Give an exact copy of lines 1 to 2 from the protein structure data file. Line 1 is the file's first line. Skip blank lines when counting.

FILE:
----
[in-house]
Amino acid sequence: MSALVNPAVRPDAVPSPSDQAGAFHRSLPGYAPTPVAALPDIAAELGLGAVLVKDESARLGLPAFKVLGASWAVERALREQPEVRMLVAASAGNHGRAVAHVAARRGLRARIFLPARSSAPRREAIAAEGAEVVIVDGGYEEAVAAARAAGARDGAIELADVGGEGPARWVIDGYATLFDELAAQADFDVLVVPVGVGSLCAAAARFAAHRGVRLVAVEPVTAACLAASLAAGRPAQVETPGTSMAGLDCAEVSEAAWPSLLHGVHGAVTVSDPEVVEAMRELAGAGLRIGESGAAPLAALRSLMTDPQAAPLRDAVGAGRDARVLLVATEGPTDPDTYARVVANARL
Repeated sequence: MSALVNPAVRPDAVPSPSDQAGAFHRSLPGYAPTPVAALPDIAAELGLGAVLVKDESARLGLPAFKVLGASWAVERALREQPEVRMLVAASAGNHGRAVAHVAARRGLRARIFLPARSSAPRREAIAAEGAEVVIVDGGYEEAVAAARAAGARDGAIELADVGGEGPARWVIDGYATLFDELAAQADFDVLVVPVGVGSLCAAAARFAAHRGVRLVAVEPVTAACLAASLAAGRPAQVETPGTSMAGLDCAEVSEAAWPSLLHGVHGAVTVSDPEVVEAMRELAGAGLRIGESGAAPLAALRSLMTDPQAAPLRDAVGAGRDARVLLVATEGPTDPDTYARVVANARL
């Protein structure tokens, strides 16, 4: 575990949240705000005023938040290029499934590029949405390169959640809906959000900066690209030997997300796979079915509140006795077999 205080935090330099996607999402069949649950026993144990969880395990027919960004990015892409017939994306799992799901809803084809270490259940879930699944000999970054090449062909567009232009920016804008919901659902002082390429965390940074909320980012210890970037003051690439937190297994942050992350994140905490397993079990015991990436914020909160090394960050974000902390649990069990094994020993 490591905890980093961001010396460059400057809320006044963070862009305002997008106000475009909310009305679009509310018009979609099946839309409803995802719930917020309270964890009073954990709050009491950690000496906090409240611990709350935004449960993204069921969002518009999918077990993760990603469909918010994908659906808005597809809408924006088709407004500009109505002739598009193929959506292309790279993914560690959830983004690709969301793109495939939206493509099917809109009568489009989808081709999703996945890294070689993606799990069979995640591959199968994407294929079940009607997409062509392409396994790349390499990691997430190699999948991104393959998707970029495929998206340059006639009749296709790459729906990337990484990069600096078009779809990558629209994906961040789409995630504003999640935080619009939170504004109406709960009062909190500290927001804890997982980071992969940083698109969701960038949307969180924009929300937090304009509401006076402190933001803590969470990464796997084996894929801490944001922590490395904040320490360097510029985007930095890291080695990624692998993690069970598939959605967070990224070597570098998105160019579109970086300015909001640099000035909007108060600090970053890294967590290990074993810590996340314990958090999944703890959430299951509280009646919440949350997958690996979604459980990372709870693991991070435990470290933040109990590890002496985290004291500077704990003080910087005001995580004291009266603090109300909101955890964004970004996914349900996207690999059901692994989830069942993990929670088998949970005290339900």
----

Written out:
[in-house]
Amino acid sequence: MSALVNPAVRPDAVPSPSDQAGAFHRSLPGYAPTPVAALPDIAAELGLGAVLVKDESARLGLPAFKVLGASWAVERALREQPEVRMLVAASAGNHGRAVAHVAARRGLRARIFLPARSSAPRREAIAAEGAEVVIVDGGYEEAVAAARAAGARDGAIELADVGGEGPARWVIDGYATLFDELAAQADFDVLVVPVGVGSLCAAAARFAAHRGVRLVAVEPVTAACLAASLAAGRPAQVETPGTSMAGLDCAEVSEAAWPSLLHGVHGAVTVSDPEVVEAMRELAGAGLRIGESGAAPLAALRSLMTDPQAAPLRDAVGAGRDARVLLVATEGPTDPDTYARVVANARL